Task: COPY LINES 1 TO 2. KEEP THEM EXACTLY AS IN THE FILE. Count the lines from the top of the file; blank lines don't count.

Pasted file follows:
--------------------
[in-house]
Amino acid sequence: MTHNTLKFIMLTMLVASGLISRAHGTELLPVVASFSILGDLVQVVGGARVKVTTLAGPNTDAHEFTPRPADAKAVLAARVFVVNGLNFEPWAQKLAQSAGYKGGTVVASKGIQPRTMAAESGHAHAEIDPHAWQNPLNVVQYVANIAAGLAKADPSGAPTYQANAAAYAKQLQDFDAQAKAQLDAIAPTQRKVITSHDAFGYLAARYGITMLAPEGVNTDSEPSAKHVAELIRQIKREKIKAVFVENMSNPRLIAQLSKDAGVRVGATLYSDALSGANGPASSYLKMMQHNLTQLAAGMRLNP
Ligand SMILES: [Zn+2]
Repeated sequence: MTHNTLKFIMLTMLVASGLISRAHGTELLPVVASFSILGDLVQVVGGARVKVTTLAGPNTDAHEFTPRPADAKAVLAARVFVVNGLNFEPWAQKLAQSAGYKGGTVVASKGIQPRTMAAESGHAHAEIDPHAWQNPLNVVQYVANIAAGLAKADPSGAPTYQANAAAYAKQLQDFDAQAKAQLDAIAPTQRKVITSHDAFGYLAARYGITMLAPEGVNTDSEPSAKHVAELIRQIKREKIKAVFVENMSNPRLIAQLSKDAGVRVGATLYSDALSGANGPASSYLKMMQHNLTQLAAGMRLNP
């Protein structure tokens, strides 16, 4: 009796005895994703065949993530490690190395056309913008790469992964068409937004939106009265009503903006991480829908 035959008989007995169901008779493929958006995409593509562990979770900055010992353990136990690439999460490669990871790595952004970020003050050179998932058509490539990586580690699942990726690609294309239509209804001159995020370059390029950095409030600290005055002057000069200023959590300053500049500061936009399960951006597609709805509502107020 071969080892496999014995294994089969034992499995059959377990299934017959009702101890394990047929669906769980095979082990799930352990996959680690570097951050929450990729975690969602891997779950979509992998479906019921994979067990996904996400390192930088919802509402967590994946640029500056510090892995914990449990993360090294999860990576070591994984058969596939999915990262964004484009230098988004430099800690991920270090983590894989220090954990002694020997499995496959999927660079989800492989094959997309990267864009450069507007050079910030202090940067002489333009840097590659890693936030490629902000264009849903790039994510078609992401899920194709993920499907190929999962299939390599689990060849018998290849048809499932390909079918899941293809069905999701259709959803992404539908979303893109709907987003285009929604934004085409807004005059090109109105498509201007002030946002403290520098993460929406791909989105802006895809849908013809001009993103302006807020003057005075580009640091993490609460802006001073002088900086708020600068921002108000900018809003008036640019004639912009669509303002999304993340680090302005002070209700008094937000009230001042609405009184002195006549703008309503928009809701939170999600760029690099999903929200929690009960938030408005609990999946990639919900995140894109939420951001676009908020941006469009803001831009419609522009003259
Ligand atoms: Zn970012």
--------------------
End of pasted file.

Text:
[in-house]
Amino acid sequence: MTHNTLKFIMLTMLVASGLISRAHGTELLPVVASFSILGDLVQVVGGARVKVTTLAGPNTDAHEFTPRPADAKAVLAARVFVVNGLNFEPWAQKLAQSAGYKGGTVVASKGIQPRTMAAESGHAHAEIDPHAWQNPLNVVQYVANIAAGLAKADPSGAPTYQANAAAYAKQLQDFDAQAKAQLDAIAPTQRKVITSHDAFGYLAARYGITMLAPEGVNTDSEPSAKHVAELIRQIKREKIKAVFVENMSNPRLIAQLSKDAGVRVGATLYSDALSGANGPASSYLKMMQHNLTQLAAGMRLNP